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2013
Oct 6: Check out Supplyfront RTS, my 7dRTS entry continued.
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2012
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Box2D C++ tutorials - Collision filtering

Last edited: July 14 2013

Chinese version -> 中文

Collision filtering


So far in every scene we have made, all the fixtures were able to collide with all the other fixtures. That is the default behaviour, but it's also possible to set up 'collision filters' to provide finer control over which fixtures can collide with each other. Collision filtering is implemented by setting some flags in the fixture definition when we create the fixture. These flags are:
  • categoryBits
  • maskBits
  • groupIndex
Each of the 'bits' values are a 16 bit integer so you can have up to 16 different categories for collision. There is a little more to it than that though, because it is the combination of these values that determines whether two fixtures will collide. The group index can be used to override the category/mask settings for a given set of fixtures.

Category and mask bits


The categoryBits flag can be thought of as the fixture saying 'I am a ...', and the maskBits is like saying 'I will collide with a ...'. The important point is that these conditions must be satisfied for both fixtures in order for collision to be allowed.

For example let say you have two categories, cat and mouse. The cats might say 'I am a cat and I will collide with cats and mice', but mice generally not being so interested in colliding with cats, could say 'I am a mouse and I will collide with mice'. With this set of rules, a cat/cat pair will collide, and a mouse/mouse pair will collide, but a cat/mouse pair will not collide (even though the cats were ok with it). Specifically, the check is done by a bitwise and of these two flags, so it might help to see the code:
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  bool collide =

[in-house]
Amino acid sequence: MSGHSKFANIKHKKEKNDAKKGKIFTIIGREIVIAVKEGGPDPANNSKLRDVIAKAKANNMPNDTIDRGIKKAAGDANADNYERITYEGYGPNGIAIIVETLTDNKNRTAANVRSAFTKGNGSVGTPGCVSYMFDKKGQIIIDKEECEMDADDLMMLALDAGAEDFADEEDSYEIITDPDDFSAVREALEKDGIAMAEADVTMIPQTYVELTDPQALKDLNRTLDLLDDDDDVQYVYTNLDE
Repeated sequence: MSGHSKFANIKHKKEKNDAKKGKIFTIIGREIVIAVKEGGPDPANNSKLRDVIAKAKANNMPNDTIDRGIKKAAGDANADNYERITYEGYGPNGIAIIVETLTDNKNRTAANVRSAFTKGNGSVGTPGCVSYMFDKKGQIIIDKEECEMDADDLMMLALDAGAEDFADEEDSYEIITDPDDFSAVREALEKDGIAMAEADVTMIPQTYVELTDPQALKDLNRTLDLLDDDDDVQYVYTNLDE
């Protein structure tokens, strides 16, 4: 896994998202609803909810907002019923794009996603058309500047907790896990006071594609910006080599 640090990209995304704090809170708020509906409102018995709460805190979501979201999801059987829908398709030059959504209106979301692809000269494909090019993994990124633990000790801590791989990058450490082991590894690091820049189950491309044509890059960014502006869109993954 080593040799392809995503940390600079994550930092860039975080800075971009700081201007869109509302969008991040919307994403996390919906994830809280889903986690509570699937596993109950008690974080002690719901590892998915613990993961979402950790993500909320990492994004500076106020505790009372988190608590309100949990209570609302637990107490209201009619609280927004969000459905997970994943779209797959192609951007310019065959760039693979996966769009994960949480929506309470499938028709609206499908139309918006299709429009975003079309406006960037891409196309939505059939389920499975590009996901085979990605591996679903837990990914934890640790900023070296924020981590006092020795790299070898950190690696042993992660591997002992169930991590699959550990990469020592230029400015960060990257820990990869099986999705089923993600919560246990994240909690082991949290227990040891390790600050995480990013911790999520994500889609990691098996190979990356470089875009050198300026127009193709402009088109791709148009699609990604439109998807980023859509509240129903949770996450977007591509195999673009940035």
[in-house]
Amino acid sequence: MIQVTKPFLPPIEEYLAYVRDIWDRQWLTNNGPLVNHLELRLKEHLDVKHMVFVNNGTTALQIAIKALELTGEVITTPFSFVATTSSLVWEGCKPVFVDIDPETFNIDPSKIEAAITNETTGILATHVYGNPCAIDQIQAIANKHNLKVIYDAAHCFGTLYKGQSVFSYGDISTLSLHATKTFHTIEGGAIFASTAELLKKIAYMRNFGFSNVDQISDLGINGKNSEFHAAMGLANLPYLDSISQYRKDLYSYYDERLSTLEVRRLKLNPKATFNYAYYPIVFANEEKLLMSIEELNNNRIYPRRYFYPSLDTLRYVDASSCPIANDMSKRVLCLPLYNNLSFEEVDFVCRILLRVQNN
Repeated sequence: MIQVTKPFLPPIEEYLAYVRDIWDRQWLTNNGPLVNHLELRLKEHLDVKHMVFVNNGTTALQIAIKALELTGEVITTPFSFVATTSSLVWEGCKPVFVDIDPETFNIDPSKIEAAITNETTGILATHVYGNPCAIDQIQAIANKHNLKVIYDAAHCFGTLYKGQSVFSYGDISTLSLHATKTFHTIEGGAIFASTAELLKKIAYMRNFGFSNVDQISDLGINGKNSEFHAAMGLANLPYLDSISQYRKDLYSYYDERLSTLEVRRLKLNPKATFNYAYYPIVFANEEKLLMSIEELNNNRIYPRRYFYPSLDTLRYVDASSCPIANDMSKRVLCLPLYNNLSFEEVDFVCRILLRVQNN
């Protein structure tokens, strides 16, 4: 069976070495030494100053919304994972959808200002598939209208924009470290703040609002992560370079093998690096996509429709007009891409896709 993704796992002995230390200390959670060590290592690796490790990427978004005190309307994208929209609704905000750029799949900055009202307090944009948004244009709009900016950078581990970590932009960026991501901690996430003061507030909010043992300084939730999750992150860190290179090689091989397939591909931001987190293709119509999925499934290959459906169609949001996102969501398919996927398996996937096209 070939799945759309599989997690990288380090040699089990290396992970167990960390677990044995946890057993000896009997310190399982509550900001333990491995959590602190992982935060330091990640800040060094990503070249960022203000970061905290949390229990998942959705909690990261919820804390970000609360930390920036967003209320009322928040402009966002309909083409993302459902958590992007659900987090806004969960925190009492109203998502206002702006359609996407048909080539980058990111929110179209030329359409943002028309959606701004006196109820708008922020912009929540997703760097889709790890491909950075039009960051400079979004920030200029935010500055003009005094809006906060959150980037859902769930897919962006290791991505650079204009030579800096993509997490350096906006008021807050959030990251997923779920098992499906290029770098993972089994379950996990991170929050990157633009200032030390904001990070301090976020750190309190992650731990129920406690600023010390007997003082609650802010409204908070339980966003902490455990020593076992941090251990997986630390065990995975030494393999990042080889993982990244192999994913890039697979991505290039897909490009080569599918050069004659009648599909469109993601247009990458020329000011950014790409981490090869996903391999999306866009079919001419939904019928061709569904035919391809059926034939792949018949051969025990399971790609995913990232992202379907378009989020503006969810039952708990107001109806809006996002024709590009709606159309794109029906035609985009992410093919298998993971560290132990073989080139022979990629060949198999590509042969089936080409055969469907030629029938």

(filterA.maskBits & filterB.categoryBits) != 0 &&
          (filterA.categoryBits & filterB.maskBits) != 0;
The default values are 0x0001 for categoryBits and 0xFFFF for maskBits, or in other words every fixture says 'I am a thing and I will collide with every other thing', and since all the fixtures have the same rules we found that everything was indeed colliding with everything else.

Let's experiment with changing these flags to see how they can be used. We need a scenario with many entities and we want to see them all bumping around together without flying off the screen, so I'll use the scene from the end of the drawing your own objects topic where we had a bunch of circular objects inside a 'fence': Collision filtering By now you should have a pretty good knowledge of how to set up a scene like this so I won't be covering it here. If you want to use your own scene the important point is to have many bodies that you can set a different size and color for.

In this example we want to set different size and color for each entity, and leave them as that color for the duration of the test. We already have a parameter in the constructor for a radius, so add the necessary code to set a color as well, and use it when rendering. We will also add parameters to set the categoryBits and maskBits in each entity:
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  //Ball class member variable
  b2Color m_color;
  
  //edit Ball constructor
  Ball(b2World* world, float radius, b2Color color, uint16 categoryBits, uint16 maskBits) {
    m_color = color;  
    ...
    myFixtureDef.filter.categoryBits = categoryBits;
    myFixtureDef.filter.maskBits = maskBits;
  
  //in Ball::render
  glColor3f(m_color.r, m_color.g, m_color.b);